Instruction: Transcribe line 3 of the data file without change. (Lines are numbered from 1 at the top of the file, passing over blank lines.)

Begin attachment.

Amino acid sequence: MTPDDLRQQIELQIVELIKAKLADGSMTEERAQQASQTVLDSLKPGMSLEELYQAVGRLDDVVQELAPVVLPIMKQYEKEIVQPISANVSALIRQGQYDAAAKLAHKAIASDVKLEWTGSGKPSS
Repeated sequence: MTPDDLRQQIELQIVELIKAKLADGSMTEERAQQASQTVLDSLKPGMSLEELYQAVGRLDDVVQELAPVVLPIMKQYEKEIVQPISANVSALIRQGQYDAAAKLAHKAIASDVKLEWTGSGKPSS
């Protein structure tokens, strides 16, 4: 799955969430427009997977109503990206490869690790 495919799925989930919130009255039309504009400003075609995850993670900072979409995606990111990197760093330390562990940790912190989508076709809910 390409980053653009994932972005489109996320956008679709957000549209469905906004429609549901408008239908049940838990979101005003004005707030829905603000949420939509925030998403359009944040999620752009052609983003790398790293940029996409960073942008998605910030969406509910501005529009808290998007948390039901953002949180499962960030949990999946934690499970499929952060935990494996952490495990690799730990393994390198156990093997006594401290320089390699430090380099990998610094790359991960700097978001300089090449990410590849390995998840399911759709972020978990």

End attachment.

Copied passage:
């Protein structure tokens, strides 16, 4: 799955969430427009997977109503990206490869690790 495919799925989930919130009255039309504009400003075609995850993670900072979409995606990111990197760093330390562990940790912190989508076709809910 390409980053653009994932972005489109996320956008679709957000549209469905906004429609549901408008239908049940838990979101005003004005707030829905603000949420939509925030998403359009944040999620752009052609983003790398790293940029996409960073942008998605910030969406509910501005529009808290998007948390039901953002949180499962960030949990999946934690499970499929952060935990494996952490495990690799730990393994390198156990093997006594401290320089390699430090380099990998610094790359991960700097978001300089090449990410590849390995998840399911759709972020978990």